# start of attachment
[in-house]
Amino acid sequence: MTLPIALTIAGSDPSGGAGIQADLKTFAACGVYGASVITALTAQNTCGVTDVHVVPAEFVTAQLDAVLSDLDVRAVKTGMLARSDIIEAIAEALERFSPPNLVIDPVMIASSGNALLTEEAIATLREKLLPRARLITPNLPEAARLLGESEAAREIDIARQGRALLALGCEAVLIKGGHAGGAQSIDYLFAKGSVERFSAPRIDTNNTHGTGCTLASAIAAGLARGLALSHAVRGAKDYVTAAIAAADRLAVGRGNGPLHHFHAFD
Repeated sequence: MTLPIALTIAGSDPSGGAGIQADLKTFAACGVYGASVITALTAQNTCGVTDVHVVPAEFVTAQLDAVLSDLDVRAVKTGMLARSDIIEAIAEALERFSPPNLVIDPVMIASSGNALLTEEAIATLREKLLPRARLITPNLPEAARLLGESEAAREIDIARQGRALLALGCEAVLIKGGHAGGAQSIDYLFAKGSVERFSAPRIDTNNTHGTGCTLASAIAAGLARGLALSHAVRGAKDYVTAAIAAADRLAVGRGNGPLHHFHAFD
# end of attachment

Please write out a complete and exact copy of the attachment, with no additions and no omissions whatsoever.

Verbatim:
[in-house]
Amino acid sequence: MTLPIALTIAGSDPSGGAGIQADLKTFAACGVYGASVITALTAQNTCGVTDVHVVPAEFVTAQLDAVLSDLDVRAVKTGMLARSDIIEAIAEALERFSPPNLVIDPVMIASSGNALLTEEAIATLREKLLPRARLITPNLPEAARLLGESEAAREIDIARQGRALLALGCEAVLIKGGHAGGAQSIDYLFAKGSVERFSAPRIDTNNTHGTGCTLASAIAAGLARGLALSHAVRGAKDYVTAAIAAADRLAVGRGNGPLHHFHAFD
Repeated sequence: MTLPIALTIAGSDPSGGAGIQADLKTFAACGVYGASVITALTAQNTCGVTDVHVVPAEFVTAQLDAVLSDLDVRAVKTGMLARSDIIEAIAEALERFSPPNLVIDPVMIASSGNALLTEEAIATLREKLLPRARLITPNLPEAARLLGESEAAREIDIARQGRALLALGCEAVLIKGGHAGGAQSIDYLFAKGSVERFSAPRIDTNNTHGTGCTLASAIAAGLARGLALSHAVRGAKDYVTAAIAAADRLAVGRGNGPLHHFHAFD